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Diabetes. 2005 Feb;54(2):340-7.

A reduced-fat diet and aerobic exercise in Japanese Americans with impaired glucose tolerance decreases intra-abdominal fat and improves insulin sensitivity but not beta-cell function.

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1
Department of ObstetricsGynecology, University of Washington, Seattle, WA 98195-6460, USA. darcarr@u.washington.edu

Abstract

Lifestyle modification reduces the risk of developing type 2 diabetes and may have its effect through improving insulin sensitivity, beta-cell function, or both. To determine whether diet and exercise improve insulin sensitivity and/or beta-cell function and to evaluate these effects over time, we quantified insulin sensitivity and the acute insulin response to glucose (AIRg) in 62 Japanese Americans (age 56.5 +/- 1.3 years; mean +/- SE) with impaired glucose tolerance (IGT) who were randomized to the American Heart Association (AHA) Step 2 diet plus endurance exercise (n = 30) versus the AHA Step 1 diet plus stretching (n = 32) for 24 months. beta-Cell function (disposition index [DI]) was calculated as S(i) x AIRg, where S(i) is the insulin sensitivity index. The incremental area under the curve for glucose (incAUCg) was calculated from a 75-g oral glucose tolerance test. Intra-abdominal fat (IAF) and subcutaneous fat (SCF) areas were measured by computed tomography. At 24 months, the Step 2/endurance group had lower weight (63.1 +/- 2.4 vs. 71.3 +/- 2.9 kg; P = 0.004) and IAF (75.0 +/- 7.9 vs. 112.7 +/- 10.4 cm(2); P = 0.03) and SCF (196.5 +/- 18.0 vs. 227.7 +/- 19.9 cm(2); P < 0.001) areas, greater S(i) (4.7 +/- 0.5 vs. 3.3 +/- 0.3 x 10(-5) min . pmol(-1) . l(-1); P = 0.01), and a trend toward lower AIRg (294.9 +/- 50.0 vs. 305.4 +/- 30.0 pmol/l; P = 0.06) and incAUCg (8,217.3 +/- 350.7 vs. 8,902.0 +/- 367.2 mg . dl(-1) . 2 h(-1); P = 0.08) compared with the Step 1/stretching group after adjusting for baseline values. There was no difference in the DI (P = 0.7) between the groups. S(i) was associated with changes in weight (r = -0.426, P = 0.001) and IAF (r = -0.395, P = 0.003) and SCF (r = -0.341, P = 0.01) areas. Thus, the lifestyle modifications decreased weight and central adiposity and improved insulin sensitivity in Japanese Americans with IGT. However, such changes did not improve beta-cell function, suggesting that this degree of lifestyle modifications may be limited in preventing type 2 diabetes over the long term.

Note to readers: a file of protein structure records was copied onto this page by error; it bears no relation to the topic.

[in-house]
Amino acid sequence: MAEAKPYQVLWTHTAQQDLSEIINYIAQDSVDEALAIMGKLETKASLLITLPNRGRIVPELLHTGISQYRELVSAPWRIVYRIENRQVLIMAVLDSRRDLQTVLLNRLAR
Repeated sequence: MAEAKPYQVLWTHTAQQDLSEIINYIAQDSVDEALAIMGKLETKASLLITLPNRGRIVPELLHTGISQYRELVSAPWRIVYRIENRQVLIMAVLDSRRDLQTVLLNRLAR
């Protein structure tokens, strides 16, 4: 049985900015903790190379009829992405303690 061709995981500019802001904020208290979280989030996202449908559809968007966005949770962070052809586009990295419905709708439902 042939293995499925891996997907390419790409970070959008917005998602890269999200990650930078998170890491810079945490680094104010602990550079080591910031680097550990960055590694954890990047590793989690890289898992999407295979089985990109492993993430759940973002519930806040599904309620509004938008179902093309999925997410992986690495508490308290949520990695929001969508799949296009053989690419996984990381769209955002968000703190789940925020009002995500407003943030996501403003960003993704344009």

PMID:
15677490
[Indexed for MEDLINE]
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